'I Go Missing In My Sleep' is the debut album release for Brooklyn based band Wilsen. Formed back in early 2013, Wilsen, a trio that ostensibly revolves around the alluring vocals of Canadian Tamsin Wilson, put the album together in the U.K, New York State and Philadelphia. After a couple of E.P releases in their formative years, 'Sirens' and 'Magnolia', Wilson took time to contemplate moments of quiet and stillness to arrive at the inspirations for the bands latest work.
Wilsen's eleven track album is a thing of gentle beauty. A fascinating glimpse into an unrushed, dreamy world without any immediacy or frenetic activity. There is no busyness here, no clutter, no rush; you are bound by the hold of the tranquillity that is enveloped around you as the songs swirl and sing. The beats are timid, the bass lines reserved rather than trembling and the vocal is mesmeric and sublime in it's fragility.
Opener 'Centipede' is a wonderfully understated piece, all barely plucked strings, muted percussive touches and washes and waves of subtle noise to accompany the delicate notes of Wilson's delivery. 'Garden' is a little more upfront and less water colour, more acrylic. The sound is crisper but not without a soft shimmer. Album highlight, 'Heavy Steps', sits somewhere between the two. The most melodic and harmonious track on 'I Go Missing In My Sleep' is a stripped back track that's laid bare before you. The melody to the chorus is nothing short of delightful as it subconsciously imbeds itself. 'Final', the last track to be released ahead of the album, is too, a minimalist treat with Wilson's sombre, more melancholic vocal providing a captivating pull against the guitar and whistle score.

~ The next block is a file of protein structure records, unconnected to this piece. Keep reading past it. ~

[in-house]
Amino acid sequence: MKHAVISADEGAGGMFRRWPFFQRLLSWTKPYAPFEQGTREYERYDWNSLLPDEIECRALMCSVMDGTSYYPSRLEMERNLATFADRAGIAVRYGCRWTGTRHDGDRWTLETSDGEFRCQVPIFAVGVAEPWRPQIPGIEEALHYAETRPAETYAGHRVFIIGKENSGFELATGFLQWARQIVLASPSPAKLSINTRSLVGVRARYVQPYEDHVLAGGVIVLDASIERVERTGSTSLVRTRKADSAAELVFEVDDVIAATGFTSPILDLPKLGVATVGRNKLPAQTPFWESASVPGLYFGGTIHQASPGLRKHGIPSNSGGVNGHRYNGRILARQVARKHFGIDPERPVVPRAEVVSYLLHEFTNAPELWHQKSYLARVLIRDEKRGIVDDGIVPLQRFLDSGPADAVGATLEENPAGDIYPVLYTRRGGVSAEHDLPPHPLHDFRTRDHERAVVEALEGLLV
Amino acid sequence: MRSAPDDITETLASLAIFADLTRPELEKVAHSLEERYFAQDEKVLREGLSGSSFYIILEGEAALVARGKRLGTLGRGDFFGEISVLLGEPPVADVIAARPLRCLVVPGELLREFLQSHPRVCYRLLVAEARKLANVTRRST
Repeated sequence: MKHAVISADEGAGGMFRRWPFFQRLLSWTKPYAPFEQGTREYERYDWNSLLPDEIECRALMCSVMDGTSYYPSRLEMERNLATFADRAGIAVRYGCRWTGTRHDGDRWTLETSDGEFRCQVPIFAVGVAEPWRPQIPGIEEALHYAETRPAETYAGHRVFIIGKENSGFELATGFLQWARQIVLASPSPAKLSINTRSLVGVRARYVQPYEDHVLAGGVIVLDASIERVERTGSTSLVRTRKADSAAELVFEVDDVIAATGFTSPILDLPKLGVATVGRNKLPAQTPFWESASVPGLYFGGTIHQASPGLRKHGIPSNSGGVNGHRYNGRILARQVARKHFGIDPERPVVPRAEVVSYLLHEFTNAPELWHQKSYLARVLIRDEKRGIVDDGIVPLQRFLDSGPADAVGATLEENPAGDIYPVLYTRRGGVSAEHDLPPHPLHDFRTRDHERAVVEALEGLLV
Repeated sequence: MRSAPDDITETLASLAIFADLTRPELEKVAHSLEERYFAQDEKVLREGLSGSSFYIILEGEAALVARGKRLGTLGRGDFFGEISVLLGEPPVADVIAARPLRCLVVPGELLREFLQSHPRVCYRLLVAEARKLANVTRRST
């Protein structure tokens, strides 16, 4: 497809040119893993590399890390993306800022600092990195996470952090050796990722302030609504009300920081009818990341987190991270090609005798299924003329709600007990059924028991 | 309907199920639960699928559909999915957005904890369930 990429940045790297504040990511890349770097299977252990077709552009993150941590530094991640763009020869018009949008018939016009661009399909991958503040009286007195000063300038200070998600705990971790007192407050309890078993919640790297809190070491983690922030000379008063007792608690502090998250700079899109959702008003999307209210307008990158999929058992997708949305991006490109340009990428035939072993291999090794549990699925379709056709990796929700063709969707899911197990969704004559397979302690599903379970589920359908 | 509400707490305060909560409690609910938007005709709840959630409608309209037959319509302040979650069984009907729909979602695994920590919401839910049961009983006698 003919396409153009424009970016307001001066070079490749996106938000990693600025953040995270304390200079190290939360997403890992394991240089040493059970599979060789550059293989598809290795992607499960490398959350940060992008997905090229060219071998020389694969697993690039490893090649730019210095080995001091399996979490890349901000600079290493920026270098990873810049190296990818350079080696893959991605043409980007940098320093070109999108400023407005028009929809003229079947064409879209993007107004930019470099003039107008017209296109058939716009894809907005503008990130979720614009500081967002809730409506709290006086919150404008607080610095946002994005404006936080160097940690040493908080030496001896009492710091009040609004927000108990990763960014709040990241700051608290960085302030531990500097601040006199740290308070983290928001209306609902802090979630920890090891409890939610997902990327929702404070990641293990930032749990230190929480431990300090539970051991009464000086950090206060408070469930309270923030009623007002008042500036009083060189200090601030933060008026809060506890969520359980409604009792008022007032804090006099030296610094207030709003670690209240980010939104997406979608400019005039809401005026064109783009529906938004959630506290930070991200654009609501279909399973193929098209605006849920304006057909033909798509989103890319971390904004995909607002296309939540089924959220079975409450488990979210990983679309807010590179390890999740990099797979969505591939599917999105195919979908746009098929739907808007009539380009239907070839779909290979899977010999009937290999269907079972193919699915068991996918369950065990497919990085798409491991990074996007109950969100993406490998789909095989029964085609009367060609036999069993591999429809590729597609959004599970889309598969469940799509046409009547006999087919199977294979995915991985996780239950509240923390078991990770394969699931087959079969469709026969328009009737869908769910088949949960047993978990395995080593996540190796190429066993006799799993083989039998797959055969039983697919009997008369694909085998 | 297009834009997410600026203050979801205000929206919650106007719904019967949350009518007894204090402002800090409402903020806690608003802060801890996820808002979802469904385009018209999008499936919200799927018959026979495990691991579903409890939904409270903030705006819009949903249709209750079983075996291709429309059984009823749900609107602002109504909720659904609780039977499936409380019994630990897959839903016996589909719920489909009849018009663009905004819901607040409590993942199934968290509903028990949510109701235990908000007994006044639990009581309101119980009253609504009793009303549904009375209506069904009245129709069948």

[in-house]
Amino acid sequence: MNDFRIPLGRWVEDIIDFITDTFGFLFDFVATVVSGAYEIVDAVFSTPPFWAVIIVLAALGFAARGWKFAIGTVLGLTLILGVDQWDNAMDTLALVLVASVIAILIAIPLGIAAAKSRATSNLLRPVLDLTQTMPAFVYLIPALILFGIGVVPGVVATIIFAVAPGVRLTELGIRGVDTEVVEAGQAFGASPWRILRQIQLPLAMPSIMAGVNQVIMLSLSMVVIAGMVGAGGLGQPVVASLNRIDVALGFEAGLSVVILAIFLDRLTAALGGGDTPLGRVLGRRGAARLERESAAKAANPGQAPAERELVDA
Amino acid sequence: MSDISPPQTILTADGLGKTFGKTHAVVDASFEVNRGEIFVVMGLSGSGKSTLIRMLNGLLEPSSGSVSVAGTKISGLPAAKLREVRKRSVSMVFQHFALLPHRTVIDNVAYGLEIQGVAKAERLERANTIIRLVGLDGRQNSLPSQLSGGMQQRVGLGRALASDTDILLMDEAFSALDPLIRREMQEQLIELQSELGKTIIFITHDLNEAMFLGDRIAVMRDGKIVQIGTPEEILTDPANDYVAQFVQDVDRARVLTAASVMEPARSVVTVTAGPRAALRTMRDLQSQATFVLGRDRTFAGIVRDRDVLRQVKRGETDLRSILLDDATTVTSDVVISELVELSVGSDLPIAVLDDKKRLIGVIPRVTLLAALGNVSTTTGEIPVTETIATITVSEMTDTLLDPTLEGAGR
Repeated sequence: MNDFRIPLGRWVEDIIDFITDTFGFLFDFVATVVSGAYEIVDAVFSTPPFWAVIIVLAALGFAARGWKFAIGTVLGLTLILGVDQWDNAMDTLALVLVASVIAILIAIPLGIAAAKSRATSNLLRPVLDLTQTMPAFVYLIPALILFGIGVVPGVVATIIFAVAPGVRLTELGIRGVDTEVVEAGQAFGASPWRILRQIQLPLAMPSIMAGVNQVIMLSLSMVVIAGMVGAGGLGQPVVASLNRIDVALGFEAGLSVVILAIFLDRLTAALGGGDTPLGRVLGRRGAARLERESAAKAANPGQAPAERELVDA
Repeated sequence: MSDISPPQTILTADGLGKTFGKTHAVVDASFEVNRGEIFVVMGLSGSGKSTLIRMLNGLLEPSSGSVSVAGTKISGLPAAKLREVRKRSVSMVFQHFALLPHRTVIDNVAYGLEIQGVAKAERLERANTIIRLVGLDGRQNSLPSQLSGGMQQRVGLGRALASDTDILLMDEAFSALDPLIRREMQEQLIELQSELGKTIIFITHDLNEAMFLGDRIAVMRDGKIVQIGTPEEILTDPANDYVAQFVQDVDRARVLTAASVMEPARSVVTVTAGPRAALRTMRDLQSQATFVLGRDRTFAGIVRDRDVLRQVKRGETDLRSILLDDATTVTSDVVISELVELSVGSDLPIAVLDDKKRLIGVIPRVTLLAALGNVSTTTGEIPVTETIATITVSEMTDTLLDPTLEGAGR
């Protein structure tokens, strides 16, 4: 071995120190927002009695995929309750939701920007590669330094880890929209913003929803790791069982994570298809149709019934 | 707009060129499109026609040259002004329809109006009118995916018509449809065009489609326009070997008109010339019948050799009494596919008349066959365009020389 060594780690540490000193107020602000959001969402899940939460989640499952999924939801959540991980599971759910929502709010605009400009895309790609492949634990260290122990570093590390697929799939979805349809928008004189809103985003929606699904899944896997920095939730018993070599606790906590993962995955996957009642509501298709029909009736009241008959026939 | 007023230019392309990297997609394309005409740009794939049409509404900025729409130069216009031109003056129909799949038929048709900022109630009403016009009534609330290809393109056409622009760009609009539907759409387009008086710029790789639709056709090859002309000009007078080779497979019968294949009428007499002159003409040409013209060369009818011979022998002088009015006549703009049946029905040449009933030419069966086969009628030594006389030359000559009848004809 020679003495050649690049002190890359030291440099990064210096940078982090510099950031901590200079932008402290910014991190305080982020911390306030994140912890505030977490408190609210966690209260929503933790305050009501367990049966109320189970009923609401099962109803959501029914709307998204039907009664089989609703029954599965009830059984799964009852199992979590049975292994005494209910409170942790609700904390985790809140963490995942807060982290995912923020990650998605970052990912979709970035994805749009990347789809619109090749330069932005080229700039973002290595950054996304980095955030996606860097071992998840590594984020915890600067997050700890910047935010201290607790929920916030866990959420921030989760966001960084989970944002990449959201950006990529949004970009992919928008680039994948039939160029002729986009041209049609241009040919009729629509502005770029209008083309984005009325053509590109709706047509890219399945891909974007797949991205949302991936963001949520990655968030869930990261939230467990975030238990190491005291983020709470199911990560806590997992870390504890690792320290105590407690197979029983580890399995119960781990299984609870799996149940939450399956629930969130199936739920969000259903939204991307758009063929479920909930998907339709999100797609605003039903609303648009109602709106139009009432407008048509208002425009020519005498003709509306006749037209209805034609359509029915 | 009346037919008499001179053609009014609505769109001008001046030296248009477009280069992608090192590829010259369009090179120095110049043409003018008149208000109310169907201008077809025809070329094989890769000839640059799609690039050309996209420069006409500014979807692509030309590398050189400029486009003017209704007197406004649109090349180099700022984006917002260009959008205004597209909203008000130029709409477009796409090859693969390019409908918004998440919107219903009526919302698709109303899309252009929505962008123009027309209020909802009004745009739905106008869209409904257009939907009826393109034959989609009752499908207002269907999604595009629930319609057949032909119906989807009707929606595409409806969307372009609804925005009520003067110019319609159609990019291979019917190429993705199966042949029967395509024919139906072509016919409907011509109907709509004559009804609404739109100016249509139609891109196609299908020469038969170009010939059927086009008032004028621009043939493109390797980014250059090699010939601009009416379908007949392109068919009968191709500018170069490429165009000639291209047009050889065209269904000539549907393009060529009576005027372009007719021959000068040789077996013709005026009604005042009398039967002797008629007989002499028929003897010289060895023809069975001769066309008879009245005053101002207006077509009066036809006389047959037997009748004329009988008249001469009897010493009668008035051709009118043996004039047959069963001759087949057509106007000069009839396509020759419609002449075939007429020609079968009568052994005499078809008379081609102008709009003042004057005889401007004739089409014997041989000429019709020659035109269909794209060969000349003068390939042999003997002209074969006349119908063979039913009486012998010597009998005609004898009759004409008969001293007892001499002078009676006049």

'I Go Missing In My Sleep' is however lacking a little. It doesn't quite feel like the complete article. There is nothing wrong with it but it does lack a flourish or even a flamboyance to completely captivate and hold you throughout. The problem is not with Wilsen's album per say, more that what they are doing is being done better to some degree by others in the same crowded sphere. 'Otto' for instance is not a bad song, but is no 'Strong' or 'Hey Now' by London Grammar, songs with which it shares a certain opening similarity.
Wilsen have made a good album in 'I Go Missing In My Sleep'. The vocals are delicious, the arrangements considered and concise and the instrumentation a master class in restraint so when its good it's very good and hopefully points to even better things to come.
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